There is a treasure chest that has no keys
The treasure was buried by pirates of old.
Pirates who were brave, strong and bold
On treasure island with tall mountains
There are lots of pleasant fountains
The island surrounded by water so cold.
The treasure is made up of diamonds and gold
On treasure island there are no animals;
But there are a lot of cannibals
The island defended by natives with spears
The treasure dates back by thousands of years
One treasure island in the sun
The treasure has not yet been one
There is a volcano with red hot lava
And a river we called the garva.
Good to see a decent attempt to use semicolons. I think “garva” in the last line is an attempt to write “Java”, though it might just about have been a sod-it attempt to find something to rhyme with “lava”. There is probably also some influence from the Griffin Pirate Stories (Roderick the Red, etc.), which I remember reading voraciously at around that time.
There was a little shop in the town where I grew up which sold local souvenirs etc., and often had pictures of the locality in the window. One day I was looking in the window of this shop with my mother, and there was a painting of the street where we lived.
Mum: “It’s Mr. Zoff.”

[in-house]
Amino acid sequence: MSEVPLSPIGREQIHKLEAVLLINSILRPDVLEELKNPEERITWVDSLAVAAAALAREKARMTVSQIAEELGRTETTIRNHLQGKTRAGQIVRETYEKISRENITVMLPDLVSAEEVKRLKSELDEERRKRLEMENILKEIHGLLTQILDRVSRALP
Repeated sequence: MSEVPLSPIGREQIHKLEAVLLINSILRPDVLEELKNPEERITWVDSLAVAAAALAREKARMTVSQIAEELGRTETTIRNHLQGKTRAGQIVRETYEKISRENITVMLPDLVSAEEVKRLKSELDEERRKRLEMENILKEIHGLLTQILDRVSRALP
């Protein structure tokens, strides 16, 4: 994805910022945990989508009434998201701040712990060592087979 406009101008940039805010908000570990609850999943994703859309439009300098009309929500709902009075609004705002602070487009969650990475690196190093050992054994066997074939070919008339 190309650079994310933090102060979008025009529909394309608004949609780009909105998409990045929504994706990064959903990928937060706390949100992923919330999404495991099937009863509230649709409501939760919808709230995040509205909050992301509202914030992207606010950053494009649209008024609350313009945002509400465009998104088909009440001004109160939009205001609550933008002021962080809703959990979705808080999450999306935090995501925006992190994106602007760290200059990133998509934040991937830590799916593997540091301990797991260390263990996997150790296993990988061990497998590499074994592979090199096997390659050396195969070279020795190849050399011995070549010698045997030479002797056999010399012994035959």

Me: “Who’s Mr. Zoff?”
Mum: “No—they’ve missed us off. Our house isn’t in the picture.”
From that day, any unknown artist was referred to in our family as “the famous Polish artist, Mr . Zoff”.
I am the only person alive who remembers this.
If an antipodean eats avocados on toast in the afternoon, is that arvo toast?
One of the linguistic tics that has remained with me, as someone from a basically working-class background is the addition of a self-deprecating adjective like “poncey” or “yuppie” to anything vaguely middle class. Despite having lived a basically middle-class lifestyle since going off to university as a teenager, I still feel the need to describe anything containing quinoa as “my poncey salad” and similar remarks.
I think this started at university. A colleague started referring to filter coffee as “bourgeois coffee” and the name has stuck, at least in the back of my mind, ever since. Similarly, another light-hearted fellow student’s description of the mineral-water-with-lemon that I used to get sometimes from the local shop as “your yuppie water” remains to this day. There is still, in the back of my mind, the idea that Real Men drink instant coffee and tap water, and that fripperies like cafetieres are odd inconsistencies.
I think this a reliable tell for people who have moved from a broadly working-class background to a middle-class one.
Had an appointment at the dentist at three o’clock this afternoon. Met a Chinese bloke on the way out, who said he was just coming out of his appointment forty years and half an hour ago.
My mother used to knit faster when she was getting to the end of the ball of wool, in the belief that if she went quick enough she would reach the end of the current row before the ball ran out. I have an isomorphic delusion when it comes to typing—if I want to get a certain sentence on the current line without wrapping, I will type quicker, hoping to reach the end of the line before the computer decides to put a line break in.